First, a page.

When corruption kills



Friday 14th July, 2023

Time was when even critically ill patients who were rushed to the state-run hospitals, in wheelchairs and on stretchers, were confident that they would be able to walk back home. Today, even the patients who walk into government hospitals, seeking treatment for minor ailments, run the risk of being wheeled into the mortuary. This unfortunate situation has come about not due to lapses on the part of the much-maligned health workers but owing to corrupt practices among politicians and their bureaucratic lackeys who make a killing at the expense of the hapless patients dependent on free healthcare. The recent death of a girl, who went to the Peradeniya Hospital, complaining of a stomach ache, is a case in point. She is believed to have been a victim of substandard drugs purchased by the Health Ministry. Her family members have complained that a drug administered to her, in hospital, caused her untimely death.

How many more lives will have to be lost for the government to take action to ensure that the pharmaceuticals it procures are safe?

The term, ‘dangerous drugs’, has taken on a whole new meaning in this country, as we argued in a previous comment. It looks as if the substandard pharmaceuticals the Health Ministry procures by way of emergency purchases had to be bracketed with ‘dangerous drugs’, for they, too, destroy lives. One may argue that they are even more dangerous than narcotics in that they snuff out lives instantaneously, and there is hardly anything that doctors can do about it.

All health sector trade unions representing doctors, nurses, members of the professions supplementary to medicine, and others, have accused the health panjandrums of creating and aggravating drug shortages to import low quality pharmaceuticals without inviting tenders and line their pockets. The general consensus is that the Health Ministry is geared to serve the interests of the pharmaceutical industry and not those of the public. The procurement of vital drugs is delayed purposely even when funds are available so that the Health Ministry crooks will stand to gain, trade unionists allege.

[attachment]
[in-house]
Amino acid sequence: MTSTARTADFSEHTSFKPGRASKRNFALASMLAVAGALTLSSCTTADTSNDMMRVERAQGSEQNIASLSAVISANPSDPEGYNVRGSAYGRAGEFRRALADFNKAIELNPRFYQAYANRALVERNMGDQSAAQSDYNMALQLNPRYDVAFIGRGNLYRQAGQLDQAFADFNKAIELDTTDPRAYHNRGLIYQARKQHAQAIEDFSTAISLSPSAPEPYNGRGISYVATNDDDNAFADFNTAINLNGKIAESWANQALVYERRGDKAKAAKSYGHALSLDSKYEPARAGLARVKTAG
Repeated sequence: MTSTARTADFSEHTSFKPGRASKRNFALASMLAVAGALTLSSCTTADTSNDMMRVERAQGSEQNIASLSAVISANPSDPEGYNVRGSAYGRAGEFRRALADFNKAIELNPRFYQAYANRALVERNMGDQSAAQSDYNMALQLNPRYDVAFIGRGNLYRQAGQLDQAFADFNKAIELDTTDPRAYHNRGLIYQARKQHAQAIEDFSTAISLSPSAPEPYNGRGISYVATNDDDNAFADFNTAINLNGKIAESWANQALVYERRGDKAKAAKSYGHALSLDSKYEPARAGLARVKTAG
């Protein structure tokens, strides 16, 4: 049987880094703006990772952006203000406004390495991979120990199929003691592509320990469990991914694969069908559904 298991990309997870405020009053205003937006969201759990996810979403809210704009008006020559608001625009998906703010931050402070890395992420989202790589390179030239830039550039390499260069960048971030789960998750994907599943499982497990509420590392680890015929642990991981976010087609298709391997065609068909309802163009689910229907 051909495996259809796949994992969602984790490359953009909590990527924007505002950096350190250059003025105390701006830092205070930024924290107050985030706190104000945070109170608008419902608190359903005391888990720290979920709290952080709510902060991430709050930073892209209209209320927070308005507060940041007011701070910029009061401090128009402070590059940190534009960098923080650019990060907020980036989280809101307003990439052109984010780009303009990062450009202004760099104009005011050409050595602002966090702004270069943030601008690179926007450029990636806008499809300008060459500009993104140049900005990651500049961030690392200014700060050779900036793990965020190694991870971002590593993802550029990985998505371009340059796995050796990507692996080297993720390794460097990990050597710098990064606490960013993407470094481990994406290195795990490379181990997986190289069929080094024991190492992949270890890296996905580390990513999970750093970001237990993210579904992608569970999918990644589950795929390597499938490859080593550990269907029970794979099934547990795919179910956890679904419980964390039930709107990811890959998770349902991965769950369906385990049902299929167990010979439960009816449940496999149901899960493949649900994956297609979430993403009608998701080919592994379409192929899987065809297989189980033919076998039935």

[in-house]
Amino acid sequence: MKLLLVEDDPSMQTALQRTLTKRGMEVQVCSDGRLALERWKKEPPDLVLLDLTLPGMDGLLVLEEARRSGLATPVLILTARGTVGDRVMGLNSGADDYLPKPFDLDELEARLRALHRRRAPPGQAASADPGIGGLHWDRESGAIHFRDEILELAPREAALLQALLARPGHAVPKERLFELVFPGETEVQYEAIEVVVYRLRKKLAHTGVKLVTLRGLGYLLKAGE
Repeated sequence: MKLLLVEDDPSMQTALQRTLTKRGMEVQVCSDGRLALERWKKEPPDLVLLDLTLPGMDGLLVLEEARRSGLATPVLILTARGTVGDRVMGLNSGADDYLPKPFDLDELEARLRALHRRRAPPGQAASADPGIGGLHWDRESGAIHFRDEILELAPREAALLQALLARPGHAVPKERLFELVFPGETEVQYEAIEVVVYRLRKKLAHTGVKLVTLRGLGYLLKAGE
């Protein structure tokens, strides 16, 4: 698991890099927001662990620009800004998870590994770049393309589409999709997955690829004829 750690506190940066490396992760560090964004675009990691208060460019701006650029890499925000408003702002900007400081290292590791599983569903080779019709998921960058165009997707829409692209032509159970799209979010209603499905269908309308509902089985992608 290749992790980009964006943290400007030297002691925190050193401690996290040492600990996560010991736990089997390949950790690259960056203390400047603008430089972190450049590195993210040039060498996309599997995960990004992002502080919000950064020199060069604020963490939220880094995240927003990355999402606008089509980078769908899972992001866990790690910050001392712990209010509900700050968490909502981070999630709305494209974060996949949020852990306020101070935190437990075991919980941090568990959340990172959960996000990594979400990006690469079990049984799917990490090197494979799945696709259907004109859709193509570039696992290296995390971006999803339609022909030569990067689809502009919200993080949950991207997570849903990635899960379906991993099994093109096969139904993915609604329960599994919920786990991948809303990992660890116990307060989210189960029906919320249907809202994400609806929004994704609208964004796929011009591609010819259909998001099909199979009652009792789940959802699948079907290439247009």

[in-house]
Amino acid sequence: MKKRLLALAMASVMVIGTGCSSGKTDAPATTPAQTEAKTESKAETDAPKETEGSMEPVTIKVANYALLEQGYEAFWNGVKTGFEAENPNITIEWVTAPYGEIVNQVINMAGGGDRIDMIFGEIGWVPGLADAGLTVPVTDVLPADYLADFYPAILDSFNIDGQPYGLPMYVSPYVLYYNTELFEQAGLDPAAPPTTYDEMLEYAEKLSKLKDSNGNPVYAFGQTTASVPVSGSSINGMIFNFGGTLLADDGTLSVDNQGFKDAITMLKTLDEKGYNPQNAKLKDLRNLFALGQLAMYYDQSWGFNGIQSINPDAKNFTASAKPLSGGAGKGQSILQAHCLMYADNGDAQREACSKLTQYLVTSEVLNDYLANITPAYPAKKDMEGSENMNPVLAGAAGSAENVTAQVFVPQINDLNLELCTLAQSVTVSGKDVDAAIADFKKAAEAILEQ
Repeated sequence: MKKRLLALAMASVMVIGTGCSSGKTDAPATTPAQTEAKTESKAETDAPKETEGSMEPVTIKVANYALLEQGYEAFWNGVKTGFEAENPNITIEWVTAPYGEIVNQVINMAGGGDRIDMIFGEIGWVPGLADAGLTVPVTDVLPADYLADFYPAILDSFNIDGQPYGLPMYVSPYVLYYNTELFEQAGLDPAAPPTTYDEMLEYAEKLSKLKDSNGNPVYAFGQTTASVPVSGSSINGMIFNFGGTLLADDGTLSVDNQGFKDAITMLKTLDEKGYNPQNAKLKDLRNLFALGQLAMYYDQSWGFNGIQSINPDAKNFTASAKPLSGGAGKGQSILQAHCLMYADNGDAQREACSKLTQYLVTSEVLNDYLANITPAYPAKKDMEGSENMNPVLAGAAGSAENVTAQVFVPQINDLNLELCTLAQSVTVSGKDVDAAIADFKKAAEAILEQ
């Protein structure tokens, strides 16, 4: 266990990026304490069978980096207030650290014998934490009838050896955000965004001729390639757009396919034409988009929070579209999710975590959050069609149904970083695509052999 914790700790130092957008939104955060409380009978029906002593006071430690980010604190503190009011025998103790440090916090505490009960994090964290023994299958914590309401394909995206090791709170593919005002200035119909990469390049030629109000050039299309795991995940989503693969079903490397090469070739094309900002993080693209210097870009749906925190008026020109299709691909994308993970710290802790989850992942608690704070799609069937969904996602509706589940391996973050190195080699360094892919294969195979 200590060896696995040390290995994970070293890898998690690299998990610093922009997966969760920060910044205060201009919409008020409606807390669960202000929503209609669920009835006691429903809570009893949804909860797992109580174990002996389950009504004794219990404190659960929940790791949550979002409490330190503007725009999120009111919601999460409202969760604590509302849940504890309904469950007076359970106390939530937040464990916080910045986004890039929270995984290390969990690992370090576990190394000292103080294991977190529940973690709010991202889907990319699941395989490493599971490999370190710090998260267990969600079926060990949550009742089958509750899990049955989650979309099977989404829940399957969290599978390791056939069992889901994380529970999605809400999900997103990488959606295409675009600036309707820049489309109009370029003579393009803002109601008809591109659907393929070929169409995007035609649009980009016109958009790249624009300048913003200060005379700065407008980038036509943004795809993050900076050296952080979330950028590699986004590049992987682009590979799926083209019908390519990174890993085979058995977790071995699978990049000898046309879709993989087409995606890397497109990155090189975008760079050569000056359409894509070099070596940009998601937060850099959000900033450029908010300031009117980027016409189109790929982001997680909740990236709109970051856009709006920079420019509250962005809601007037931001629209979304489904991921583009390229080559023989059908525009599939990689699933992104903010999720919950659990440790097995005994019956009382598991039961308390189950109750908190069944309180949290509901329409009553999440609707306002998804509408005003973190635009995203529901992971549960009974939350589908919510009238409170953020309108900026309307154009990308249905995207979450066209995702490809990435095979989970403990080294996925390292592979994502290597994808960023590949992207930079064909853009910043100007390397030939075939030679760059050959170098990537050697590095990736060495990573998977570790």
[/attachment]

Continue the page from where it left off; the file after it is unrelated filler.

It may not be fair to blame President Ranil Wickremesinghe for the sorry state of affairs in the Health Ministry; he is snowed under with many onerous tasks on the economic front, and the members of the current Cabinet are handled by the Rajapaksa family. But the blame for the failures of ministers and high-ranking officials is invariably laid at the President’s door. That is the way the cookie crumbles. Hence the need for the President to order a probe into the allegations of bribery and corruption against the health bigwigs, who are said to be behind pharmaceutical rackets.

Both the government and the Opposition are crowing about the new anti-corruption laws on the anvil, and make them out to be the proverbial silver bullet. They, however, will have a hard time, trying to convince the discerning public that they are genuinely desirous of battling bribery and corruption.

The government and the Opposition talked the talk when the proposed anti-corruption laws were discussed in Parliament, and they can now walk the walk; they should have a special parliamentary debate on corruption in the Health Ministry, especially the procurement rackets that not only cause staggering losses to the state coffers but also destroy innocent lives, and order a thorough probe into the damning allegations that trade unions and the media have levelled against the Health Minister and the high-ranking officials. Let them be asked to fish or cut bait.


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